A Sign This Economic Recovery Isn't Too Hot to Handle
(Bloomberg Opinion) -- Don’t let the near-consensus figures in the May U.S. jobs report fool you. Bond traders are indicating that the outlook for the labor market, inflation and monetary policy is still anyone’s guess.
U.S. employers added 559,000 workers in May, short of the median estimate of a 675,000 gain in a Bloomberg survey of economists. April’s increase of 266,000 jobs in March was revised slightly higher to 278,000. The unemployment rate dropped more than expected last month to 5.8%, but that’s in part because the labor force participation rate dipped to 61.6%, the first decline since January. All told, it reflected progress, but is hardly a sign of an overheating economy.
Obviously, this is not the “string” of job gains of 1 million or more that Federal Reserve Chair Jerome Powell and his colleagues had hoped to see as the world’s largest economy emerges from the Covid-19 pandemic. Still, the idea of talking about how to reduce the central bank’s asset purchases appears to have reached Powell’s inner circle, with Vice Chairs Randal Quarles and Richard Clarida saying last week that policy makers could begin that discussion at “upcoming meetings.” On Thursday, New York Fed President John Williams said “it makes sense for us to be thinking through the various options that we may have in the future.” The fact that the labor-market recovery is progressing more unevenly than anticipated could pause those conversations this month, but the central bank is making no secret that a drawn-out taper process is starting at some point soon.
The tricky part for interpreting the Fed’s next move is that May’s employment report can be read in a number of ways. Workers who have been out of a job for 27 weeks or longer dropped by 431,000 last month, the sharpest decline since 2011. That could be interpreted as vaccinations and the reopening of some local economies finally bringing the long-term unemployed back into the job market. Indeed, the largest payrolls increase came from restaurants and bars, which added 186,000 jobs. And make no mistake, adding more than half a million jobs in a month is nothing to scoff at, even if it fell short of estimates.
However, the data also confirmed that while labor demand is strong, the supply of workers isn’t keeping pace as of yet, perhaps because of childcare obligations, federal jobless benefits or skills and geographic mismatches. The Conference Board asks consumers monthly whether they consider jobs to be plentiful — as of May those who did exceeded the level from February 2020. Meanwhile, it has been well-documented that U.S. job openings, as measured by the Labor Department’s “JOLTS” data, are at a record high.
This raises the prospect of employers needing to raise wages to attract workers which, in turn, could lead to a boost in inflation that’s not quite as transitory as the Fed expects. Average hourly earnings increased 0.5% from April to May, even with the big jump in lower-paying restaurant and bar jobs as well as teenage employment. The median estimate of economists was a 0.2% advance.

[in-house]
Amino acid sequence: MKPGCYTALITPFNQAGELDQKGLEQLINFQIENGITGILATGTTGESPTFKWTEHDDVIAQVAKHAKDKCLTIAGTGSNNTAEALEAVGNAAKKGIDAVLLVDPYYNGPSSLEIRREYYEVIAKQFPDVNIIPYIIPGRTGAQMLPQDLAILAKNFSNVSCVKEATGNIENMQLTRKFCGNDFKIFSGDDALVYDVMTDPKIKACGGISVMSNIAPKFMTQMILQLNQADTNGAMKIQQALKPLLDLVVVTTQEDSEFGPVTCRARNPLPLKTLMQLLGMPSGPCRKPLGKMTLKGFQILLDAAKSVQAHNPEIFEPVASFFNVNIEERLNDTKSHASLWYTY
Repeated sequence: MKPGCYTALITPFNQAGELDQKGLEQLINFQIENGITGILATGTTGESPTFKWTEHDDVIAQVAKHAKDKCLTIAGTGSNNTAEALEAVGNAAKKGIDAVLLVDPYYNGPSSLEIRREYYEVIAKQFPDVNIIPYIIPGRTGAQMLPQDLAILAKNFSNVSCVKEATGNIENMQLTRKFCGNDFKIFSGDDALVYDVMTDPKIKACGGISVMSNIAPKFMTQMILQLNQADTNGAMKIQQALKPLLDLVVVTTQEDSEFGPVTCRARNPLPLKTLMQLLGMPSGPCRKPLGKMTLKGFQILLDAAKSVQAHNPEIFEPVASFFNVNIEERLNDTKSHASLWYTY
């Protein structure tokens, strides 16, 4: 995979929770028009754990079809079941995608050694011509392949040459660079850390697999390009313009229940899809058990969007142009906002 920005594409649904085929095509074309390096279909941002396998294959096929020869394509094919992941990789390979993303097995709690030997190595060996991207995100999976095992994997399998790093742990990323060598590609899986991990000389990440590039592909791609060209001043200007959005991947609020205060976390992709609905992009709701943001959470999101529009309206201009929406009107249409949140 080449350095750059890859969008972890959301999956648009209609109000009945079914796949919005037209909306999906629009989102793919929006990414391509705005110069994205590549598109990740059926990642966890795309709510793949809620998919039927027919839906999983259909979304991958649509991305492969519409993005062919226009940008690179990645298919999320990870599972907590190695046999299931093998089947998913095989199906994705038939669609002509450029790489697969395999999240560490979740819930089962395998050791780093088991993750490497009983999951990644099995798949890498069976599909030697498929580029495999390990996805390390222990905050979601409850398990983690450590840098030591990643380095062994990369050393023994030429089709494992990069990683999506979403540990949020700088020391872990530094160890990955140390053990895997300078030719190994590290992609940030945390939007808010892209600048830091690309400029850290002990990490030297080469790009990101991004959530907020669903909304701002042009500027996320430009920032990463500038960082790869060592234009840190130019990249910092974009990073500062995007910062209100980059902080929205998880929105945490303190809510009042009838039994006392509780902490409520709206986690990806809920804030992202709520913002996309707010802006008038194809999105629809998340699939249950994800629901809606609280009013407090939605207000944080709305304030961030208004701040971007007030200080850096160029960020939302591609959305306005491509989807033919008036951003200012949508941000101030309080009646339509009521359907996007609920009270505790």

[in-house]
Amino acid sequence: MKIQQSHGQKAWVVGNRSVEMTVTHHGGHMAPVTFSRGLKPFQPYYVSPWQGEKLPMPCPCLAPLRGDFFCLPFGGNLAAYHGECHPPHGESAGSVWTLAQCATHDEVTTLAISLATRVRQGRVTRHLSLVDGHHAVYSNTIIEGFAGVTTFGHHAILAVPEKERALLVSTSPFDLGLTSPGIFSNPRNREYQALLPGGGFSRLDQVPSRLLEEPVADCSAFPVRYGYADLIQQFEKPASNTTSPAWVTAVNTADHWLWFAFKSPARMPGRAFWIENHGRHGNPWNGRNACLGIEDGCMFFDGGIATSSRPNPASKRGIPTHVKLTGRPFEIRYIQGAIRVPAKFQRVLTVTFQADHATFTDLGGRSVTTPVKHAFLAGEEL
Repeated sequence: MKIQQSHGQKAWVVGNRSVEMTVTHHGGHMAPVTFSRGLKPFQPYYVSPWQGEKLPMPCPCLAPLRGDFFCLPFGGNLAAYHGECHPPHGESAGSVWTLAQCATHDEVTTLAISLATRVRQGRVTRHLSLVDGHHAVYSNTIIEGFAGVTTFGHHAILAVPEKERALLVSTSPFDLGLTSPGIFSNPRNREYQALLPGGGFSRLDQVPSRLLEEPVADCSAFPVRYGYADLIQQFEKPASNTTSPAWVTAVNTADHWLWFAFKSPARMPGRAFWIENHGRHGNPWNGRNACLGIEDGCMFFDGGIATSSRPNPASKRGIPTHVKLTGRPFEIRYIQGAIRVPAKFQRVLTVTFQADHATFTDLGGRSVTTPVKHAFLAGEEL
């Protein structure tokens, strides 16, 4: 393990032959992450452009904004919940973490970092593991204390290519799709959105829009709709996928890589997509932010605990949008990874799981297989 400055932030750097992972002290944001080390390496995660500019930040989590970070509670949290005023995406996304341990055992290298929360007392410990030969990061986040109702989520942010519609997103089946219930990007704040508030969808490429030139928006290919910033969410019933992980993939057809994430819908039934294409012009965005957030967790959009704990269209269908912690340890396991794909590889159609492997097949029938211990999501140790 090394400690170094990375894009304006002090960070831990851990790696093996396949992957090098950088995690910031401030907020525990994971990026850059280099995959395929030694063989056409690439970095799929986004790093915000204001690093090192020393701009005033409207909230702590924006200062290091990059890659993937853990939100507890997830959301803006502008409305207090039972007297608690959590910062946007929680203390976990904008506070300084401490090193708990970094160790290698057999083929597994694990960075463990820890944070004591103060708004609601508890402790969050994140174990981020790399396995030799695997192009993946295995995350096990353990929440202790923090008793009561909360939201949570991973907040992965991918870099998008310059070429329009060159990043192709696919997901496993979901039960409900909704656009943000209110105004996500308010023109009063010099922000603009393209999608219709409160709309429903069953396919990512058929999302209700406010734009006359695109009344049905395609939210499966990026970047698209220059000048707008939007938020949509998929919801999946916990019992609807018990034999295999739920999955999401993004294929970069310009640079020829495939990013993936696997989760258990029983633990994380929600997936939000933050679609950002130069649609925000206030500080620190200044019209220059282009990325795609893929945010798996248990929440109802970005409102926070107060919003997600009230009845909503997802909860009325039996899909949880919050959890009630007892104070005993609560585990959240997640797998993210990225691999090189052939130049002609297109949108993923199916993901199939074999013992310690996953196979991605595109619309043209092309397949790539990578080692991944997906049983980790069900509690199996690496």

Moves in the $21.5 trillion U.S. Treasuries market reflect this uncertainty over which way the labor market will go. At first, market-based measures of expected inflation known as breakeven rates jumped, with the two-year rate rising 4 basis points in the biggest advance in almost two weeks. Yet that move faded, as did the swift steepening of the U.S. yield curve. As of 11 a.m. in New York, the benchmark 10-year yield was down more than 5 basis points, on pace for its steepest drop since mid-April. Some chalked this up to traders covering their short positions, a tacit acknowledgment that the economy isn’t going to show signs of overheating anytime soon.
The problem for bond traders is they still don’t know how the Fed will react to the twists and turns in this economic reopening that lacks any precedent. The central bank was begging for additional fiscal aid — are policy makers really going to lean against it now with any sort of pre-emptive tightening? Are officials truly “outcome-based,” or will they just choose to ignore the data that doesn’t conform to their outlook? Was the March jobs report the wrong benchmark for “substantial further progress” toward the Fed’s goals?
For now, the Fed seems content to let the economy sort itself out. As if to head off the bond market’s early signals, Cleveland Fed President Loretta Mester said on Friday after the jobs report that the U.S. isn’t “anywhere near” a wage-price spiral. This sounds a lot like policy makers’ insistence that inflation is “transitory.” Markets also seem to have settled on viewing this as a “Goldilocks” report that shows the economic recovery is on track but is hardly out of control. This might very well be correct, but there’s no way to know right now. Anyone hoping for clarity from U.S. jobs data will have to wait another month.
This column does not necessarily reflect the opinion of the editorial board or Bloomberg LP and its owners.
Brian Chappatta is a Bloomberg Opinion columnist covering debt markets. He previously covered bonds for Bloomberg News. He is also a CFA charterholder.
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